It’s finally less talk and more action from Fred Thompson in Washington.
While the former Tennessee Senator is sticking to his “testing the waters” mantra on a possible presidential bid, his supporters aren’t waiting around, setting up his first area fundraiser for next Monday.
Although the invitations went in the mail on Wednesday, Thompson allies have been working for weeks to secure the official host committee that includes a high-powered group of 35 business lobbyists and professionals, providing the first glimpse into Thompson’s ever-expanding base within the influence community and on Capitol Hill.
So far, Thompson is still relying largely on his home-state appeal, securing the support of former staffers and lobbyists with longtime Tennessee connections. But event organizers hope to expand beyond that base with the $1,000-per-person, $5,000-per-political-action-committee inaugural fundraiser at the JW Marriott. The 6 p.m. event will give many inside the Beltway their first chance to see Thompson — as the potential presidential candidate — in action.
“I think there’s a growing number of leaners for a Fred candidacy for whatever reason, the recent setbacks by Sen. John McCain, or it might just be a realization that the testing the waters committee will soon become the real deal, hopefully,” says Tim Locke, a lobbyist at the Smith-Free Group who is a Tennessee native and active Thompson supporter.
Thompson’s K Street backers represent some of the largest Fortune 500 companies and industries, ranging from health care and defense, to Wall Street and high-tech.
The three dozen or so members of the host committee include lobbyists like Sen. Dick Lugar’s (R-Ind.) son, David Lugar of Quinn Gillespie & Associates, Stephanie Henning of Pfizer, and Tom Collamore, a former in-house lobbyist at Altria Group who is now the Thompson campaign’s chief operating officer.
Chris Lamond of Ogilvy Government Affairs has been largely orchestrating Thompson’s downtown outreach efforts for the fundraiser.
Lamond, a former Thompson staffer, has enlisted a cadre of former Thompson aides-turned-lobbyists including Rachel Jones Hensler, now at the Nickles Group; David Schwarz of McKenna Long & Aldridge, and Paul Noe, vice president of regulatory affairs at the Grocery Manufacturers of America.
The event has also drawn support from Thompson’s former K Street colleagues, veterans like Bill Timmons Sr., a founder of Timmons & Co., lobbyist Rick Hohlt, a former Lugar aide in the late 1970s, and Patrick O’Donnell of Squire Sanders.
“I was ruminating on what I was going to do as I looked at the field,” says O’Donnell, who signed on to help raise money a few weeks ago. O’Donnell, who worked with Thompson in the 1980s at O’Connor & Hannan, says he is hoping to raise $25,000 for the event.
Although committee members say there is no official fundraising benchmark to meet to be on the host committee, each is trying to draw at least 15 to 25 people to the event that is expected to raise more than $250,000. And the number of people interested in attending has exceeded expectations, according to Hensler.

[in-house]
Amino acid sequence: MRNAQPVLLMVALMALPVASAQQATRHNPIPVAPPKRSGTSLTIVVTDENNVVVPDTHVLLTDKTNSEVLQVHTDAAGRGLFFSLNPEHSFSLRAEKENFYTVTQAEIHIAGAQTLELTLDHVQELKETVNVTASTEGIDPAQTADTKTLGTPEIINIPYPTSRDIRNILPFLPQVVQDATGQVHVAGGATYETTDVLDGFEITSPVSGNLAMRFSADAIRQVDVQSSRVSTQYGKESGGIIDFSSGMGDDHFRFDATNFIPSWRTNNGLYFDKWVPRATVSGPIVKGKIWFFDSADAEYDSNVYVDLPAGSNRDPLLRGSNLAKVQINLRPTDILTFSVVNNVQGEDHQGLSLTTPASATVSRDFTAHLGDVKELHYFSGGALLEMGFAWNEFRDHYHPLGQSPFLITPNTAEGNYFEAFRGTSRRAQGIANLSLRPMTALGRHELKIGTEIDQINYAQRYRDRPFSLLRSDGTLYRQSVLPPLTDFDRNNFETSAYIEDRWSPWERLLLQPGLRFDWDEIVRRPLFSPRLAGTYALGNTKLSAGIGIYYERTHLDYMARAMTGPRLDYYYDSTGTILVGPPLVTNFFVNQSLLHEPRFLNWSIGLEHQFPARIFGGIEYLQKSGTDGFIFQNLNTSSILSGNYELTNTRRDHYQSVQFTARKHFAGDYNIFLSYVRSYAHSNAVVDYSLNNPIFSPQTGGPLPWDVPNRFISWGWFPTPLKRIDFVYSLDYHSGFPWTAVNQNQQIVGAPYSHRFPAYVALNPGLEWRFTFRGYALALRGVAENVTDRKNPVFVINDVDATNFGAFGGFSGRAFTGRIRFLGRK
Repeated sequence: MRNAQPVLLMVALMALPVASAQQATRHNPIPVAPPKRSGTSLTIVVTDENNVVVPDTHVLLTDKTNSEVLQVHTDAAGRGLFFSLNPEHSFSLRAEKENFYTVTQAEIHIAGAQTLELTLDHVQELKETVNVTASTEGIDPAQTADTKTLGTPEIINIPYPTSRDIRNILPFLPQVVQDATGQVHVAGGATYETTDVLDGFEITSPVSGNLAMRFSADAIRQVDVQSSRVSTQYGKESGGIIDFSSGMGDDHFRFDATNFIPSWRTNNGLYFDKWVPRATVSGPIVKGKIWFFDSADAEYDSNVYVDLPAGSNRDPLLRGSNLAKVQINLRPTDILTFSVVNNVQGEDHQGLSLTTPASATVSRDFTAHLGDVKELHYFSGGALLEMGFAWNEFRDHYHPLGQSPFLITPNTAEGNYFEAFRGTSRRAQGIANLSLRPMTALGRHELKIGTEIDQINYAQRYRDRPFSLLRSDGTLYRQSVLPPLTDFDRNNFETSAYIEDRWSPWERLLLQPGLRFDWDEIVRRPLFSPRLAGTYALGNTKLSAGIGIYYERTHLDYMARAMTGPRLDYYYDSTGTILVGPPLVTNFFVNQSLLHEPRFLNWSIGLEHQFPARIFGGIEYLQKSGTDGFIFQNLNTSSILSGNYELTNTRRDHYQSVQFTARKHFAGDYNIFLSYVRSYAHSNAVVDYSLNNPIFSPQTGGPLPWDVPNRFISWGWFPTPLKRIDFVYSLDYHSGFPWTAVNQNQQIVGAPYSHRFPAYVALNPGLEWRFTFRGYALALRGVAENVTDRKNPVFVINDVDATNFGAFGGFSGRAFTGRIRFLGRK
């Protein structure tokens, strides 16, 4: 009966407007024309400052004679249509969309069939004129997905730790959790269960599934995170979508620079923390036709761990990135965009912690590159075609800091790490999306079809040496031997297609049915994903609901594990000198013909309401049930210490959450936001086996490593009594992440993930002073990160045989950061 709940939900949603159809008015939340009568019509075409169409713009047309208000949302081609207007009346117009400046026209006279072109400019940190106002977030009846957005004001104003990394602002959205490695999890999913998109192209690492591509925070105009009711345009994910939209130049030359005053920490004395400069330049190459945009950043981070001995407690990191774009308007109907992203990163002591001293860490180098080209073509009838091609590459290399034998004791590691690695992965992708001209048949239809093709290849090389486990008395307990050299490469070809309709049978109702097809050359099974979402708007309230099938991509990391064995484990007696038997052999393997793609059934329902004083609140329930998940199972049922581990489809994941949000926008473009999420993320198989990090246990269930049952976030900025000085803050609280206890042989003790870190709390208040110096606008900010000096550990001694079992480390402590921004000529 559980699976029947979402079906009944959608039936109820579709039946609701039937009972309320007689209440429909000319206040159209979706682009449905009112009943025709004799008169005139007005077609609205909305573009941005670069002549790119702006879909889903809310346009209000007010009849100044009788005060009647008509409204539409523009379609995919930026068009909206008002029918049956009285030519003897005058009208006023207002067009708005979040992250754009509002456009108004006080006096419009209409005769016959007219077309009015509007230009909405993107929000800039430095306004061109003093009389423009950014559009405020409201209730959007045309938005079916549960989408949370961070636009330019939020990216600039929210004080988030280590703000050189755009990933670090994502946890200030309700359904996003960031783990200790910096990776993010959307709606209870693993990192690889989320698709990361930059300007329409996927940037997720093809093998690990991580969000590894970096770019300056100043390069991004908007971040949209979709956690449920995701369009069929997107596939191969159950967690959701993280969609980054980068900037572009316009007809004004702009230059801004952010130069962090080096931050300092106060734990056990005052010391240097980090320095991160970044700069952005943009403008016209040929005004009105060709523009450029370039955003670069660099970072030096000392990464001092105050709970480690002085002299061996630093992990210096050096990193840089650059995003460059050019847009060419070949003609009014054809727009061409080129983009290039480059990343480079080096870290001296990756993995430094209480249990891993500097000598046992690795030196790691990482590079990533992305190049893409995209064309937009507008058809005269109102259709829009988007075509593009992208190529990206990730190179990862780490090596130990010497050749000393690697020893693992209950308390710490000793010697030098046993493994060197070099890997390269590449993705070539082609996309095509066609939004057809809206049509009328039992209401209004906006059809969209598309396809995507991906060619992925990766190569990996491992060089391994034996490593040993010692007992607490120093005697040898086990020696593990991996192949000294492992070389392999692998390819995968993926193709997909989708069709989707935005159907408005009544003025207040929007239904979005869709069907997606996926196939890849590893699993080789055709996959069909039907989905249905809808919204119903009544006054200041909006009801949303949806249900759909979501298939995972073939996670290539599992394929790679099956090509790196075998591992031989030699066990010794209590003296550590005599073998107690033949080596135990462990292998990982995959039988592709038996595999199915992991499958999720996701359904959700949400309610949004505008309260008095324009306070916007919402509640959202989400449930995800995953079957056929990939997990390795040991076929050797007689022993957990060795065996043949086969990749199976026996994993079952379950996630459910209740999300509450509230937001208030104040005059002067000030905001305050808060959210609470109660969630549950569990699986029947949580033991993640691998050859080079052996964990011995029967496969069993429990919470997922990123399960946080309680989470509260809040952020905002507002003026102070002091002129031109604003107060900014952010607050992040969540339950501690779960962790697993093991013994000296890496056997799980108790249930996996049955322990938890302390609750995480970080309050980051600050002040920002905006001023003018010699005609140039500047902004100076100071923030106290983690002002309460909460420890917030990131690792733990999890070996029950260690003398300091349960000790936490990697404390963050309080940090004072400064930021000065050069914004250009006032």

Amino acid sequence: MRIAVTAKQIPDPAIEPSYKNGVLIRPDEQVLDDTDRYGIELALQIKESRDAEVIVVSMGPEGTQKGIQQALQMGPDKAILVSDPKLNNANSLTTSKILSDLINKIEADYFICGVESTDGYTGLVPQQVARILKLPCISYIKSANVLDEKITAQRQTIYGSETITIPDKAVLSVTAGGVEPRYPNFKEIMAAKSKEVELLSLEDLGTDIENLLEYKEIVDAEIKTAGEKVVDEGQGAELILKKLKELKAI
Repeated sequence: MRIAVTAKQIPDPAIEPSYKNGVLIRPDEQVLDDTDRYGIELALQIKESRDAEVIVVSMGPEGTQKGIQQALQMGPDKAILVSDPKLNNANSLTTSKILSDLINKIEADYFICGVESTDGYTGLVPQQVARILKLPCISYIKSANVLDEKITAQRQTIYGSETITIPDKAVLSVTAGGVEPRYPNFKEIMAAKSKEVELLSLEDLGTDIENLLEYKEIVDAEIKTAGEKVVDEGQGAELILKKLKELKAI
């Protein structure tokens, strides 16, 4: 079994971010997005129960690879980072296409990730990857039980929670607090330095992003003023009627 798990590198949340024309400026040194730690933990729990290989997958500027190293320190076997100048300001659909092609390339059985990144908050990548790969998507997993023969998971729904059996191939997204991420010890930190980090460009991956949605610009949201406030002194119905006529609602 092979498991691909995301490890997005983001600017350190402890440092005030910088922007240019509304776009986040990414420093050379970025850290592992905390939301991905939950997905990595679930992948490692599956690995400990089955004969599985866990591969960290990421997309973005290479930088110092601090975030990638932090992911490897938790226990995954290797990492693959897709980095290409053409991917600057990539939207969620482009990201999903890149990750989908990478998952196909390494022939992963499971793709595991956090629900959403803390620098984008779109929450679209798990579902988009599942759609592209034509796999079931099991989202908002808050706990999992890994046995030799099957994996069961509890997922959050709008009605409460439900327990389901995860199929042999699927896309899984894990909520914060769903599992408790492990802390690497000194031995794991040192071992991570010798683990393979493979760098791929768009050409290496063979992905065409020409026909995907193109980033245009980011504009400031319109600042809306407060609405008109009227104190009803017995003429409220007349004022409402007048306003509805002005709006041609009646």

“These fundraisers typically start with the people that you know, the people you trust, perhaps people that once worked together —that’s the low-hanging fruit,” says Lugar, of Quinn Gillespie & Associates, who is one of the few committee members without direct ties to Thompson.
“What will happen here is as money starts to come in, the circle will expand as everybody senses the excitement that continues to build,” Lugar said.
That buzz has translated into more endorsements on Capitol Hill. Although Thompson hasn’t personally been back to the Hill since an April meeting he had with about 60 Members of Congress, he’s secured 18 current GOP lawmakers to be honorary host committee members for the event, including Tennessee Sens. Lamar Alexander and Bob Corker and Reps. Louie Gohmert (Texas), Don Manzullo (Ill.) and Roger Wicker (Miss.).
Thompson also has landed the backing of two of his former colleagues who are now downtown: Livingston Group founder and former Rep. Bob Livingston (La.) and former Tennessee Rep. Van Hilleary, who now lobbies at Sonnenschein Nath & Rosenthal.
And they aren’t finished trying to gin up support. Rep. Zach Wamp (R-Tenn.), who is leading the charge for Thompson in the House, says that he expects as many as 15 more House Members to endorse by the time of the July 30 fundraiser.
Should Thompson officially enter the race, he’ll be counting on his lobbyist contingency to help build up his fundraising numbers to compete against former New York Mayor Rudy Giuliani and former Massachusetts Gov.Mitt Romney in the GOP presidential primary. But his K Street supporters aren’t worried.
“I like the way Fred’s going about it,” says John Dowd, a lawyer at Akin Gump Strauss Hauer & Feld who recently switched his allegiance from McCain. “It’s more economical. It’s probably saved us $50 million.”
O’Donnell agrees. “I think he can raise the money that he needs to raise. He’s been having some fundraisers. … I think once he announces, I think he’s going to be able to pull together the support.”